Parents who have despairingly let the deaths of their daughters goun investigated, because they knew only too well the callousness of the authorities,or who have been fighting lone battles for months, found a sudden rallying-point when the recent protests took place. They came in contact with each other and felt acertain renewal of hope.

Like Mr. Nair with his bag full of xeroxed letters describing his daughter’s death,which have been submitted to so many authorities and received no reply. Like Ms. Chandel, who joined the Model Town march. Her daughter died two years ago,when the press and the public were silentand no action was taken. Like Ms.Chadha whose life and whose consciousness have been transformed after her daughter’s murder - she’s now fighting not just her daughter’s case, but actively participates in all anti-dowry protests, even bringing her younger girl along with her !

Yet it is other women, other mothers like these, who burn their daughters-in-law. This most disturbing reality was sharply focused when some members of awomen’s organization went to Patel Nagaron July 3, for a demonstration which failed to materialize.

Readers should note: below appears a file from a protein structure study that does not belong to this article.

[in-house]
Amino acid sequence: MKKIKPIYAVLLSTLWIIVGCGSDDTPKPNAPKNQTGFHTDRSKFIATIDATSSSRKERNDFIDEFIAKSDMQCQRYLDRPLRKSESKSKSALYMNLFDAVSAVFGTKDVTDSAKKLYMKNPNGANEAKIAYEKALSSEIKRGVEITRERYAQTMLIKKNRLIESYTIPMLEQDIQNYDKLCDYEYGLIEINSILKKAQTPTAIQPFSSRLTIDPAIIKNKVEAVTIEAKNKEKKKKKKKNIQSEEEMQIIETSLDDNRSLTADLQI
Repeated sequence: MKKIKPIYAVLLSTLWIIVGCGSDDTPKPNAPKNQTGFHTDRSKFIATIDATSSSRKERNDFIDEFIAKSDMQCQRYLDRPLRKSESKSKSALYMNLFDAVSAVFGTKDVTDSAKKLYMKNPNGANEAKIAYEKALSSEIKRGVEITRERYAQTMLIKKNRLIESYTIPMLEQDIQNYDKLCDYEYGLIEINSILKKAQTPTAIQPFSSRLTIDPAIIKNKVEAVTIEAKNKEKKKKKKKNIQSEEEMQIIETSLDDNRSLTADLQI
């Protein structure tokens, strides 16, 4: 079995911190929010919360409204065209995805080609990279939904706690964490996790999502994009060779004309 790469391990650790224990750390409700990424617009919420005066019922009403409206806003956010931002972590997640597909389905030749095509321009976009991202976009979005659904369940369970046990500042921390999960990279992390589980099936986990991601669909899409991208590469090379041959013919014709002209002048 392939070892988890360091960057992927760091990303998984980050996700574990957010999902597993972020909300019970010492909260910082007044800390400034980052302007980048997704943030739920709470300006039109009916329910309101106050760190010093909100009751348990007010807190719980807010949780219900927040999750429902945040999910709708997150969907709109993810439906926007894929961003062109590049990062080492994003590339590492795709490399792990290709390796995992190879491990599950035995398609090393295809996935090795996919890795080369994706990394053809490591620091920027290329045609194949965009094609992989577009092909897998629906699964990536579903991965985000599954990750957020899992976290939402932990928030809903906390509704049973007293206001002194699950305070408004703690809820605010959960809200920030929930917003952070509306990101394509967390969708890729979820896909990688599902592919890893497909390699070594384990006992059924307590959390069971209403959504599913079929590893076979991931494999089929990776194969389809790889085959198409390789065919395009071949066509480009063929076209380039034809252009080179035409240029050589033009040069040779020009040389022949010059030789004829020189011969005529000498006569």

While the Chopras remained behindclosed doors, dozens of men, women andchildren streamed out of neighbouringhouses. They were aggressive: “Whyhave you come here ? Ask us the facts.We know.”

While the men sneered: “What will these interfering busy bodies do? They’ve been hired to come here for five rupeeseach. The police will pass judgement, notthey”, the women swarmed around. Theyshouted each other down: “She lockedherself in a room and killed herself. Whatis the use of such education when parentsdon’t teach their daughters how to behavein their husband’s house? Cursed be such education !”

“But why did she kill herself ?”

“How do we know? Now a days, girls can’t put up with the smallest thing - they get into a temper.”

“And how is it no one heard anything?”

One hard faced old hag raises her hands to the sky: “God knows where she got such fortitude. She burnt to death without uttering a cry.”

Another advises us: ‘Teach your daughters patience. Girls must learn to bear everything patiently.”

A newly married woman grins: ‘’What is it to do with us? Forget it.” Her friend agrees: “The one who had to die has died. What’s the use of making a noise about it?”

The viciousness on their faces is like something in a nightmare; would seem exaggerated on the stage or screen. The local police arrive—obviously in leaguewith them. And horror of horrors! For once, there is no difference between the brutal expression on the faces of policemen and citizens.

As we walk away, a young housewife smiles menacingly from her door way: “So you’ve come here to fight ? Come along,we’ll teach you a lesson !” We stare at her, speechless. She waves her hand: “Go to hell”, and pours out a stream of abuses.